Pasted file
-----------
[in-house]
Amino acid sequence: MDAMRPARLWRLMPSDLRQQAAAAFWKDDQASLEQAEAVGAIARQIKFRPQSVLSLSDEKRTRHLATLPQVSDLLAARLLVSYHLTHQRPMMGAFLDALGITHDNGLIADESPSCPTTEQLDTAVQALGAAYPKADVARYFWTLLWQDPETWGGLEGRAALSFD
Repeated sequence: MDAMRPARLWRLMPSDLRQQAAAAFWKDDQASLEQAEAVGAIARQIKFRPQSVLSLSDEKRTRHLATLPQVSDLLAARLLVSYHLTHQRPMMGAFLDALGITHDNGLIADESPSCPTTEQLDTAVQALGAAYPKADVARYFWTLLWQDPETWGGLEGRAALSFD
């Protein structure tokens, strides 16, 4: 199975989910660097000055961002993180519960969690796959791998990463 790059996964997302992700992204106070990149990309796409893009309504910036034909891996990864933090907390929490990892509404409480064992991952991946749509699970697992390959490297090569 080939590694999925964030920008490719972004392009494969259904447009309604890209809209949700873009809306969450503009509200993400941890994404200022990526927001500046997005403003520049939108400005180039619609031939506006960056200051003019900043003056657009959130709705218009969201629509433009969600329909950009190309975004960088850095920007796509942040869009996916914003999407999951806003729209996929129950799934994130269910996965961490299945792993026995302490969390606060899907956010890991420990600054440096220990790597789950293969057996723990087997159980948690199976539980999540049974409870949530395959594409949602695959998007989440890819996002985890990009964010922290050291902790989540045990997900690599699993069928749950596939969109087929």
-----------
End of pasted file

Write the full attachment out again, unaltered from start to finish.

[in-house]
Amino acid sequence: MDAMRPARLWRLMPSDLRQQAAAAFWKDDQASLEQAEAVGAIARQIKFRPQSVLSLSDEKRTRHLATLPQVSDLLAARLLVSYHLTHQRPMMGAFLDALGITHDNGLIADESPSCPTTEQLDTAVQALGAAYPKADVARYFWTLLWQDPETWGGLEGRAALSFD
Repeated sequence: MDAMRPARLWRLMPSDLRQQAAAAFWKDDQASLEQAEAVGAIARQIKFRPQSVLSLSDEKRTRHLATLPQVSDLLAARLLVSYHLTHQRPMMGAFLDALGITHDNGLIADESPSCPTTEQLDTAVQALGAAYPKADVARYFWTLLWQDPETWGGLEGRAALSFD
């Protein structure tokens, strides 16, 4: 199975989910660097000055961002993180519960969690796959791998990463 790059996964997302992700992204106070990149990309796409893009309504910036034909891996990864933090907390929490990892509404409480064992991952991946749509699970697992390959490297090569 080939590694999925964030920008490719972004392009494969259904447009309604890209809209949700873009809306969450503009509200993400941890994404200022990526927001500046997005403003520049939108400005180039619609031939506006960056200051003019900043003056657009959130709705218009969201629509433009969600329909950009190309975004960088850095920007796509942040869009996916914003999407999951806003729209996929129950799934994130269910996965961490299945792993026995302490969390606060899907956010890991420990600054440096220990790597789950293969057996723990087997159980948690199976539980999540049974409870949530395959594409949602695959998007989440890819996002985890990009964010922290050291902790989540045990997900690599699993069928749950596939969109087929």